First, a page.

Neither party disputes that Fischer and Pinnacle readily shared this "Hot-N-Ready" concept with other franchisees and in fact encouraged its use by certain franchisees. Pinnacle neither claimed ownership of the concept when it first shared the phrase nor restricted those franchisees with whom it shared the idea from further spreading the phrase. For instance, Scott Stewart, an LCE franchisee, began sharing "Hot-N-Ready" success stories with LCE and other franchisees in late 1997. Stewart wrote a September 25, 1997 memorandum to LCE describing the "Hot-N-Ready" program as "the best local promo we have done in a long time." Subsequently, LCE distributed Stewart's memo in a booklet of marketing ideas to all franchisees. Stewart also gave a presentation regarding the "Hot-N-Ready" concept in October 1997 at a LCE workshop in Nashville, Tennessee.

Following Stewart's presentation, LCE continued to promote the "Hot-N-Ready" idea to all of its franchisees. By 1999, LCE provided all franchisees with advertising materials which featured the "Hot-N-Ready" phrase. In June of 2000, LCE sent franchisees, including Pinnacle, a "Hot-N-Ready" implementation guide. In late 2000, a LCE executive visited Fischer in Sioux Falls and told Fischer that LCE planned on turning the "Hot-N-Ready" concept into a national program.

The program was unquestionably successful, and according to Pinnacle, transformed LCE from a company loaded with $200 million in debt into one brimming with $200 million in assets. In 2002, LCE filed an application with the United States Patent and Trademark Office (USPTO) to register the phrase "Hot-N-Ready" as a trademark. In that application, LCE indicated that the date of first use of the mark was May 6, 1997-the date Pinnacle submitted its first newspaper advertisement for "Hot-N-Ready" (the advertisement was actually published the following day). LCE ultimately obtained a federal service mark for "Hot-N-Ready."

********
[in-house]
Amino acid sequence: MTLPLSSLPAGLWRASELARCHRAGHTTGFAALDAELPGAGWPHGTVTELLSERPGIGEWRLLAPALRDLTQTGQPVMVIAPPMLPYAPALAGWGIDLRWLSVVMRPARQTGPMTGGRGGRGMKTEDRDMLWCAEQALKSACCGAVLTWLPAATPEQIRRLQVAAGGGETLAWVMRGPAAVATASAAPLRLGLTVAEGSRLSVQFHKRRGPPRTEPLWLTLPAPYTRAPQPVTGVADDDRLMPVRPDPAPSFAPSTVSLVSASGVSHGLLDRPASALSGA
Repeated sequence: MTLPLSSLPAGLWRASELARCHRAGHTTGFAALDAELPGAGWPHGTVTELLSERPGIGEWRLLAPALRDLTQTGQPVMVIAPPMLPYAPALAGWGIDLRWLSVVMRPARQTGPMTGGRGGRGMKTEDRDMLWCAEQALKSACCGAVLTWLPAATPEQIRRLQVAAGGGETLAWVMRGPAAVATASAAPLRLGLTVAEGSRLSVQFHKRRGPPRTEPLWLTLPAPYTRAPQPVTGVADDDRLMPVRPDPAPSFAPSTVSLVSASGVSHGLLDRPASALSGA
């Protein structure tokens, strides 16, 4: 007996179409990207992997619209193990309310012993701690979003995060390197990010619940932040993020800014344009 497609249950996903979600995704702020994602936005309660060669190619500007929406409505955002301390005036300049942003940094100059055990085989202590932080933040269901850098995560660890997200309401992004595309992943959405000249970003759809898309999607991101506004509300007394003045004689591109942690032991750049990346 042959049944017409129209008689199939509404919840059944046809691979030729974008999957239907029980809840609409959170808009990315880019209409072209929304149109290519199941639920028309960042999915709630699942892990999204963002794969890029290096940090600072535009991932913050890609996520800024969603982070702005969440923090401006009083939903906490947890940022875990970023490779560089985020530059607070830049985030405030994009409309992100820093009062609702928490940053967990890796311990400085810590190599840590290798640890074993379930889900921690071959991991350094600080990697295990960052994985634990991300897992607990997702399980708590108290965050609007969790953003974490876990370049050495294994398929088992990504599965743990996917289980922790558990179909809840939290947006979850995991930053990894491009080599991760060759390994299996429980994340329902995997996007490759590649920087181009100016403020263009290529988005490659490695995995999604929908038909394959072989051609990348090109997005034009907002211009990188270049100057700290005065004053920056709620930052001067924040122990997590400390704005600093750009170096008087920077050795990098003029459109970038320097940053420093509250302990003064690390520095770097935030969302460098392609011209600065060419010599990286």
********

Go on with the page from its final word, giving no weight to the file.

Pinnacle filed suit against LCE alleging a variety of claims stemming from LCE's use of the "Hot-N-Ready" concept. Pinnacle asserted state law claims for (1) breach of contract (for violation of the franchise agreement); (2) violation of the SDFA (because Pinnacle argued that LCE engaged in "unfair and inequitable" conduct through its use of the "Hot-N-Ready" phrase); (3) breach of fiduciary duty and confidential relationship; and (4) violation of South Dakota trademark law. Finally, Pinnacle asserted a federal claim to cancel LCE's registered trademark with the USPTO. LCE filed a counterclaim for breach of contract, arguing that by challenging the validity of LCE's registered trademark, Pinnacle breached the franchise agreement.

The district court granted summary judgment in favor of LCE on a number of Pinnacle's claims. First, the court granted LCE's motion for summary judgment against Pinnacle's breach of contract claim. The court did so after determining that "original advertising materials" in the franchise agreement unambiguously refers to only the tangible advertisements that Pinnacle created, not the underlying concepts or ideas that such advertisements promote, or the slogans contained in such advertisements that describe the underlying concepts.

Because the district court found that LCE did not breach its contract through the use of the "Hot-N-Ready" phrase, the court also found that LCE did not breach its obligations under the franchise agreement. Specifically, the district court found that LCE did not act in an "unfair and inequitable" manner under the SDFA and thus granted LCE's motion for summary judgment on Pinnacle's claim under the SDFA.

The district court also granted LCE's motion for summary judgment to dismiss Pinnacle's claim to cancel LCE's trademark application because the court found that Pinnacle did not set forth any evidence that LCE knowingly made false, material representations of fact in connection with its attempt to trademark the phrase "Hot-N-Ready."

Next, the district court awarded LCE nominal damages and denied Pinnacle's motion for summary judgment to dismiss LCE's counterclaim for breach of contract.

The district court found that the franchise agreement contained a covenant not to sue that applies to any contest to the validity or ownership of LCE's proprietary marks, whether made in good faith or in bad faith. The district court found that the undisputed facts ...